A defence available to employers accused of unlawful discrimination is that it was to avoid being in contravention of a statute. In London Fire Commissioner v Sargeant and ors, however, the Employment Appeal Tribunal (EAT) held that this defence was not available to the employer as they were obliged by the terms of the scheme not to discriminate.

Basic facts 

When a new pension scheme was introduced for firefighters in 2015, members of the existing scheme who were born on or after 2 April 1971, were transferred over to it and tapering measures were introduced for those born between 2 April 1967 and 1 April 1971 inclusive.

Thousands of firefighters brought claims of age discrimination under the Equality Act on the basis that the terms of the 2015 scheme were less favourable than the old scheme. Those transferred compared themselves with firefighters who were born on or before 1 April 1967 who were allowed to remain members of the old scheme until their retirement.

Their employers – local Fire and Rescue Authorities (FRAs) - argued that they were acting “in pursuant to a requirement of an enactment” under paragraph 1(1) of Schedule 22 of the Equality Act and as the new scheme had been introduced under legislation by central government over which they had no control, they could not be in breach of the Act. The firefighters argued that if the paragraph had that effect, it must be contrary to the Equal Treatment Directive (ETD) and had to be disapplied. 

Relevant law 

Section 61(1) of the Equality Act states that an occupational pension scheme must be taken to include a non-discrimination rule. 

Section 61(2)(a) provides that a non-discrimination rule is a provision by virtue of which a responsible person (such as a trustee or manager of a scheme) must not discriminate against another person when carrying out their functions under the scheme. 

Section 61(3) states that the provisions of an occupational pension scheme have effect subject to the non-discrimination rule. 

Section 62 gives the power to managers or trustees of a scheme the power to alter the rules to give effect to section 61(3).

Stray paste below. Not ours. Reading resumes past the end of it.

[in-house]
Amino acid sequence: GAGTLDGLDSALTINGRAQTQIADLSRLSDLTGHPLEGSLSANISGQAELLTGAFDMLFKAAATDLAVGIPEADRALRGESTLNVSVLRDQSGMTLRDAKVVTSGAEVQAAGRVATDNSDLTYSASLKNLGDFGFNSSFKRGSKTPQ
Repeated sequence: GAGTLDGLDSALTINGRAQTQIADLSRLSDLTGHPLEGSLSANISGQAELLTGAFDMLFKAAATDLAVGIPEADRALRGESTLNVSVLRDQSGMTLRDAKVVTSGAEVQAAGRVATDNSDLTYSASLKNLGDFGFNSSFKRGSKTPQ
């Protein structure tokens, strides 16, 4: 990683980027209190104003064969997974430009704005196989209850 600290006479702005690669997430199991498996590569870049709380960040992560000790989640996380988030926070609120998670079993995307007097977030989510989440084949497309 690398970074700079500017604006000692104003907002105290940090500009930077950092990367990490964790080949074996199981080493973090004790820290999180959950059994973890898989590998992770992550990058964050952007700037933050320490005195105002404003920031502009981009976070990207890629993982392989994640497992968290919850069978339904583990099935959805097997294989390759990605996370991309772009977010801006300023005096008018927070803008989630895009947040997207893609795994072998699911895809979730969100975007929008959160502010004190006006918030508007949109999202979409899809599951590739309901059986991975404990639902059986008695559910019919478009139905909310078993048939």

Tribunal decision

The tribunal held firstly that section 61 must be construed so as to give effect to the ETD. As a non-discrimination rule had been inserted into the new scheme by section 61(1) and a duty imposed on the manager of the scheme not to discriminate in carrying out any of their functions under section 61(2), it followed that they were required to give effect to that provision unless paragraph 1(1) of Schedule 22 of the Equality Act required them to act otherwise.

It also held that paragraph 1(1) must not be construed in such a way so as to exclude claims about terms and conditions set out in the subordinate legislation as this would jeopardise the objectives of the directive. It then went on to hold that even if paragraph 1 did bar an age discrimination claim under section 61 the firefighters were - because the fire service is an emanation of the state - entitled to rely on their rights under the directive. 

EAT decision

Dismissing an appeal by the employers, the EAT held that the FRAs were obliged not to discriminate against the firefighters on the ground of age under section 61. That obligation took priority over the discriminatory provisions in the pension scheme, an approach which gave effect to their obligations under the ETD.

Far from being obliged to discriminate against the firefighter claimants “pursuant to a requirement specified in an enactment”, they were obliged by the terms of the scheme not to discriminate against them.

Finally, as the FRAs were the scheme managers, they had the power under section 62 to pass a resolution making non-discrimination alterations to the scheme which they had patently failed to do.


This case confirmed that the non-discriminatory rule prevails and the scheme was to be read as if the discriminatory provision – including discriminatory pension scheme rules contained in legislation - did not apply. Scheme rules must be read as including the non-discrimination rule in section 61 and there is no defence available to a pension scheme manager facing a discrimination claim by a pension scheme member that the discrimination is a statutory requirement.